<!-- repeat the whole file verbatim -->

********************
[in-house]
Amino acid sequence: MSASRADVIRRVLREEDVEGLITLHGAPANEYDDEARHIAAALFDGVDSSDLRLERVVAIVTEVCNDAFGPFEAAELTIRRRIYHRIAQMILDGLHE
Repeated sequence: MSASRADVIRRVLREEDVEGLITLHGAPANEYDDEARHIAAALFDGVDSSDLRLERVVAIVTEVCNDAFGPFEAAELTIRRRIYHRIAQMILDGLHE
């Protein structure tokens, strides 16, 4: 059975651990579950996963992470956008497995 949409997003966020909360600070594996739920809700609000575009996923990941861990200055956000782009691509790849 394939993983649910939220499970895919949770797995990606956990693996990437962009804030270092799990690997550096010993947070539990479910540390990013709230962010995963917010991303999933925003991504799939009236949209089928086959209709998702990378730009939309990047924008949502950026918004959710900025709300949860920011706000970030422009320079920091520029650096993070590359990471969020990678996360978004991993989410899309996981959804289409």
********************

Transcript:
[in-house]
Amino acid sequence: MSASRADVIRRVLREEDVEGLITLHGAPANEYDDEARHIAAALFDGVDSSDLRLERVVAIVTEVCNDAFGPFEAAELTIRRRIYHRIAQMILDGLHE
Repeated sequence: MSASRADVIRRVLREEDVEGLITLHGAPANEYDDEARHIAAALFDGVDSSDLRLERVVAIVTEVCNDAFGPFEAAELTIRRRIYHRIAQMILDGLHE
């Protein structure tokens, strides 16, 4: 059975651990579950996963992470956008497995 949409997003966020909360600070594996739920809700609000575009996923990941861990200055956000782009691509790849 394939993983649910939220499970895919949770797995990606956990693996990437962009804030270092799990690997550096010993947070539990479910540390990013709230962010995963917010991303999933925003991504799939009236949209089928086959209709998702990378730009939309990047924008949502950026918004959710900025709300949860920011706000970030422009320079920091520029650096993070590359990471969020990678996360978004991993989410899309996981959804289409």